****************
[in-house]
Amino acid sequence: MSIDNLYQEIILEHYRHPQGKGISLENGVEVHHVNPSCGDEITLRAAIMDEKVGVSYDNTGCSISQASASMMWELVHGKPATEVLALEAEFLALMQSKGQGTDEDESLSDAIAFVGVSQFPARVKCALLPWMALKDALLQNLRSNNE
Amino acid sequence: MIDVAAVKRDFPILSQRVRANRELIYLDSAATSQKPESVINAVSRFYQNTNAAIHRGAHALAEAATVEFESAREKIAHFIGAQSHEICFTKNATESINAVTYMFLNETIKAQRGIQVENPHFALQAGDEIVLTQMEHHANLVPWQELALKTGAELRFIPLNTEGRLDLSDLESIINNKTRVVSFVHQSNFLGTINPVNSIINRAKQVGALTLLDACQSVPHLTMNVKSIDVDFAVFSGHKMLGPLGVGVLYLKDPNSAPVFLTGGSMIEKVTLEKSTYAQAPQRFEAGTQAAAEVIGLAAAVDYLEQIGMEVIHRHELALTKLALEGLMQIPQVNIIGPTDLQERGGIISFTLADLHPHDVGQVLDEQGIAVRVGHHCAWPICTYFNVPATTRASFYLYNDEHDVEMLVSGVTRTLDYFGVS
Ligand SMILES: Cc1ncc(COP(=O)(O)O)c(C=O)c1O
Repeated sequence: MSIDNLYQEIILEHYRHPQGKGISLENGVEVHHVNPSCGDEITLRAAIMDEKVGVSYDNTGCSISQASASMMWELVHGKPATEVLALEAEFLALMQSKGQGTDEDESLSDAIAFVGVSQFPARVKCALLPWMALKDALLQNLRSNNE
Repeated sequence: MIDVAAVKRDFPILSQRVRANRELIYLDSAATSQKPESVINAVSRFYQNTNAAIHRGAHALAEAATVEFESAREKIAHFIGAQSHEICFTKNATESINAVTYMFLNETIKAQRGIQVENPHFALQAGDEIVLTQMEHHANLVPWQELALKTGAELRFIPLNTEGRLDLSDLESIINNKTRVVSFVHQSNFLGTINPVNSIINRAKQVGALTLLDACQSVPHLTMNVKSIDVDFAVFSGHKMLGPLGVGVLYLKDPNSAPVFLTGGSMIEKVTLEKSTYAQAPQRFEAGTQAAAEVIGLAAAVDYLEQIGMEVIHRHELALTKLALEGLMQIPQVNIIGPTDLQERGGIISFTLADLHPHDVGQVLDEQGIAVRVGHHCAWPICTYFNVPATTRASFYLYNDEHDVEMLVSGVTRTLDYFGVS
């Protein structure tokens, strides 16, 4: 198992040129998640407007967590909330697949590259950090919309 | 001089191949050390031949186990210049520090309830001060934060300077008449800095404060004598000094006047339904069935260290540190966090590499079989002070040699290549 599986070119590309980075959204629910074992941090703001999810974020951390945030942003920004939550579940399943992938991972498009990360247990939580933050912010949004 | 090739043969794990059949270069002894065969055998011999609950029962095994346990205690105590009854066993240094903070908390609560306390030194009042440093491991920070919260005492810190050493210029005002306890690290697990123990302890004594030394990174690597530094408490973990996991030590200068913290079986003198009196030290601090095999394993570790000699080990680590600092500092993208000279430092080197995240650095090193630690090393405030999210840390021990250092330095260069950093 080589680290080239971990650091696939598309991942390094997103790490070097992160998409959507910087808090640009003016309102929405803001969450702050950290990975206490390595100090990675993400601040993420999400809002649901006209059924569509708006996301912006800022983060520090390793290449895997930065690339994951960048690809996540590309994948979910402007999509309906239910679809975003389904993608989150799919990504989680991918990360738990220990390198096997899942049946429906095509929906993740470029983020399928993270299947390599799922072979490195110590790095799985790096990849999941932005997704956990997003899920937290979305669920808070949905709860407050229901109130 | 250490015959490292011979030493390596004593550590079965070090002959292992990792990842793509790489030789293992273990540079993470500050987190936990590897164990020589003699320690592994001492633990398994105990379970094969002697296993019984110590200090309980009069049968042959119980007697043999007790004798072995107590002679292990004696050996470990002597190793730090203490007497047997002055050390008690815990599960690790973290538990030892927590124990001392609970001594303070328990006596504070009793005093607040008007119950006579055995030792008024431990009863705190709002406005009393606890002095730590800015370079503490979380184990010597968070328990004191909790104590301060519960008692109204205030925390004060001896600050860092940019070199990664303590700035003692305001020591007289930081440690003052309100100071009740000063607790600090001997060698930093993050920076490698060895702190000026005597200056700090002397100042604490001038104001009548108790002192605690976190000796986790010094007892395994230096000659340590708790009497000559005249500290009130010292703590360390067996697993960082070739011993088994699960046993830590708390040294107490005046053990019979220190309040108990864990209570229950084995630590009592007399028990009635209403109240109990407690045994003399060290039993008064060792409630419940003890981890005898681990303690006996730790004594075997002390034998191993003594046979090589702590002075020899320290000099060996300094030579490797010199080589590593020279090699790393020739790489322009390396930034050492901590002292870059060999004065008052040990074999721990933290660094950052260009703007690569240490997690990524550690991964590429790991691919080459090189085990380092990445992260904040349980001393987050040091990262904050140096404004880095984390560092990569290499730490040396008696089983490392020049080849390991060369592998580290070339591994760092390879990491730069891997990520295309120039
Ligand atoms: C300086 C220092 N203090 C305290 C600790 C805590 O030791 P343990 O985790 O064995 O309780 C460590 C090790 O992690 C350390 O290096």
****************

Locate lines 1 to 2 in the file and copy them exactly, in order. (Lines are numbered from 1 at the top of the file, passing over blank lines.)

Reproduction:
[in-house]
Amino acid sequence: MSIDNLYQEIILEHYRHPQGKGISLENGVEVHHVNPSCGDEITLRAAIMDEKVGVSYDNTGCSISQASASMMWELVHGKPATEVLALEAEFLALMQSKGQGTDEDESLSDAIAFVGVSQFPARVKCALLPWMALKDALLQNLRSNNE